The following article is a part of conference coverage from AHA Scientific Sessions 2020, held virtually from November 13 to 17, 2020. The team at the Clinical Advisor will be reporting on the latest news and research conducted by leading experts in cardiology. Check back for more from the AHA 2020.
Calcium activity was detected in microglia calcium during the hyperacute phase of ischemic stroke, according to study results presented at the American Heart Association (AHA) Scientific Sessions 2020, held virtually from November 13 to 17, 2020.
Mice from a line which expressed RNA Polymerase II Subunit A (Polr2a)-based GCaMP5 and Cre-dependent tdTomato were used for this study. Cerebral ischemia was induced between 8 and 10 weeks by occlusion of the middle cerebral artery with silicon-coated filaments. The brains of the mice were imaged 2 hours after the artery occlusion or sham procedure to record early (ie, 0-6 hours) and late (ie, 6-24 hours) hyperacute phenotypes.
Initial recordings indicated periodical directional calcium events in the parenchymal microglia. Calcium activity in meningeal macrophages were not initially involved.
At 20 hours after occlusion, 18 wave-like calcium activities were recorded in 3 mice who were imaged for 5 hours each. These microglial calcium waves decreased in frequency from 8 during the first 6 hours, to 6 between 6- and 12-hours post occlusion, to 4 waves in the 12- to 20-hour period after induced stroke. Despite the decrease of events, the amplitude of calcium increased over time.
High-speed recordings revealed robust calcium transients with an average (among 2 mice) of 15 seconds, which were more pronounced during the early hyperacute phase.
Microinjections of potassium chloride elicited similar waves of calcium, 60 seconds after injection, which traveled along the same trajectory from the injection site. These waves had a velocity of 6.7±1.99 mm/min which was more rapid than waves detected after stroke (4.9±1.71 mm/min).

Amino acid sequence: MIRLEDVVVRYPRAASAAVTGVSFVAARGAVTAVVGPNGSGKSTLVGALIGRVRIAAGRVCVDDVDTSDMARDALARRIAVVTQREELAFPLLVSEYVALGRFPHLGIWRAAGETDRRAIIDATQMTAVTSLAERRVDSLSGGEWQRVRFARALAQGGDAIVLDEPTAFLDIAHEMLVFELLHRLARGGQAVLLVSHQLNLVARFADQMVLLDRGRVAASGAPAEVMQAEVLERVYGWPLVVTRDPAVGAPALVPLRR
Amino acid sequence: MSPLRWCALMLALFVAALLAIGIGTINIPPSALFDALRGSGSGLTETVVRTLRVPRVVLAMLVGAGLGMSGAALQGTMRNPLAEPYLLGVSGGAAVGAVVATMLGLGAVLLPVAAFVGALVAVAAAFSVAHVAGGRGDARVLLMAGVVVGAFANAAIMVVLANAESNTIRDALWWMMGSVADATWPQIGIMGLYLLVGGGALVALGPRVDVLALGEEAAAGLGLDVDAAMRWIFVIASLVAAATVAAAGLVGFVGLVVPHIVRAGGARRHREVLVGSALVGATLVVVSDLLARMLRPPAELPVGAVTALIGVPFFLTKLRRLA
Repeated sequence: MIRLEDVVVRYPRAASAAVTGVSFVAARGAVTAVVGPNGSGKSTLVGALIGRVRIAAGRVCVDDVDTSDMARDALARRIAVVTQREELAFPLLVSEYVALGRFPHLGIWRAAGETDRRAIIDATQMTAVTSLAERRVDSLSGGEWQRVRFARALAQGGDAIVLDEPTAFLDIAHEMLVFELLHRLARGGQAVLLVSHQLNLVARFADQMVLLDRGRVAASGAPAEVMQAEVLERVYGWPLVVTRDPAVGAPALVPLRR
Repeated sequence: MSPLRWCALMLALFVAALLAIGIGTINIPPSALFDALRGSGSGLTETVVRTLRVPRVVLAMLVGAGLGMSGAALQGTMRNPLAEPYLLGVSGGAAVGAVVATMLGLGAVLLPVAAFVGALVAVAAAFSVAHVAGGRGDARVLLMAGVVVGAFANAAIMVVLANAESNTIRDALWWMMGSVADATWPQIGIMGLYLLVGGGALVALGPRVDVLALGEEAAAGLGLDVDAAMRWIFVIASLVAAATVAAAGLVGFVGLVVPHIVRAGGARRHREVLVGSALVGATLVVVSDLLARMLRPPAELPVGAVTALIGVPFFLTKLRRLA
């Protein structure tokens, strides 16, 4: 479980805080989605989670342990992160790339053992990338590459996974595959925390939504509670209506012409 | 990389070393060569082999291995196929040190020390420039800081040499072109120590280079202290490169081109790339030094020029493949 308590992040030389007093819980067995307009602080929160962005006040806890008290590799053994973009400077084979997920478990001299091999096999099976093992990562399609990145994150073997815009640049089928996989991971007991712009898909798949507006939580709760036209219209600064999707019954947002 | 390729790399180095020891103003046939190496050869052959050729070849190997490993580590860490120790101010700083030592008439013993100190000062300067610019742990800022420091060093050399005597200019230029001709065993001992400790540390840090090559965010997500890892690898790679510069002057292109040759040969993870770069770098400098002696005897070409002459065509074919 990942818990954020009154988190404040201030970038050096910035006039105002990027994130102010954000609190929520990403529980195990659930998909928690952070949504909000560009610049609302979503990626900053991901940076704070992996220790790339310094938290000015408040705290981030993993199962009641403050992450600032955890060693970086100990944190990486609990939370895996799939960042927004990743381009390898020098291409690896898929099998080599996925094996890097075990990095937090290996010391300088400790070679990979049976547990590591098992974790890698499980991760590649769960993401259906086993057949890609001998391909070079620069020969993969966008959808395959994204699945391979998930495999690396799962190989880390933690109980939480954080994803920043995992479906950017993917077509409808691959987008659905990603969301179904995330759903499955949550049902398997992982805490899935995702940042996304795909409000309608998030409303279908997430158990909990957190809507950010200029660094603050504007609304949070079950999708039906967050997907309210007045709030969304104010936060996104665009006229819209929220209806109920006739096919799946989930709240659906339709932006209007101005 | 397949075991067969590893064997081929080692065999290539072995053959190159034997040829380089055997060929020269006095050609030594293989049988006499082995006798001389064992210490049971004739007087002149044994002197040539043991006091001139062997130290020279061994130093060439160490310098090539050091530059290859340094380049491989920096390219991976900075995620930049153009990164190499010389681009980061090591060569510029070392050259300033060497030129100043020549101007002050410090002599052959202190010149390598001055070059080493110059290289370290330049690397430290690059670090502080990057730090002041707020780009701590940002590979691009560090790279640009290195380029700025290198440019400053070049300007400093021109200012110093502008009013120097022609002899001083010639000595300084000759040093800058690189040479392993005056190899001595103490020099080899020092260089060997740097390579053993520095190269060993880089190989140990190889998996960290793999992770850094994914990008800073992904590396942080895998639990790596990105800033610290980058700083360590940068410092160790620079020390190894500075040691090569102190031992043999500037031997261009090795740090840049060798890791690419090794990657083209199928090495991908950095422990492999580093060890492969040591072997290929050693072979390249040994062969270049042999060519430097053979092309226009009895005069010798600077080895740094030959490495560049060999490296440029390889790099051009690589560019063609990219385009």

Peripheral inflammation was induced by a lipopolysaccharide injection. During this experiment, wave velocity was not significantly different than in control animals (6.9±1.10 mm/min; P =.06). Microglial cell soma size increased not significantly from 269.6±30.45 mm3 to 343.7±31.46 mm3 after lipopolysaccharide treatment (P =.1).
Compared with controls, calcium transients in 15 lipopolysaccharide-affected microglia had greater: maximum peak intensity (increase, 47%; P =.025), peak duration (increase, 16%; P =.04), and area under the curve (increase, 59%; P =.007).
Mice were given the calcium release-activated channel inhibitor CM-EX-137 orally 4 hours before stroke induction. The cells which had the greatest response had a 20% decrease in microglial calcium peak intensity compared with controls (0.61±0.05 to 0.49±0.03, respectively; P =.04) and a 26.7% decrease in the area under the curve (10.64±1.01 to 7.80±0.57, respectively; P =.014); indicating a partial role of store-operated calcium channels during the calcium wave response.
This study was limited by the fact that a single channel type mediating the calcium response was investigated.
These observations indicate that microglial calcium activity followed a cerebral ischemia event and likely involved store-operated calcium channels. Further studies are needed to better understand the molecular mechanisms underlying the calcium response after stroke.
Disclosure: An author declared affiliations with industry. Please refer to the original article for a full list of disclosures.
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Liu L, Kearns K N, Eli I, et al. Microglial calcium waves during the hyperacute phase of ischemic stroke. Presented at: AHA Scientific Sessions 2020; November 13-17, 2020. Presentation 370. doi:10.1161/STROKEAHA.120.032766
This article originally appeared on The Cardiology Advisor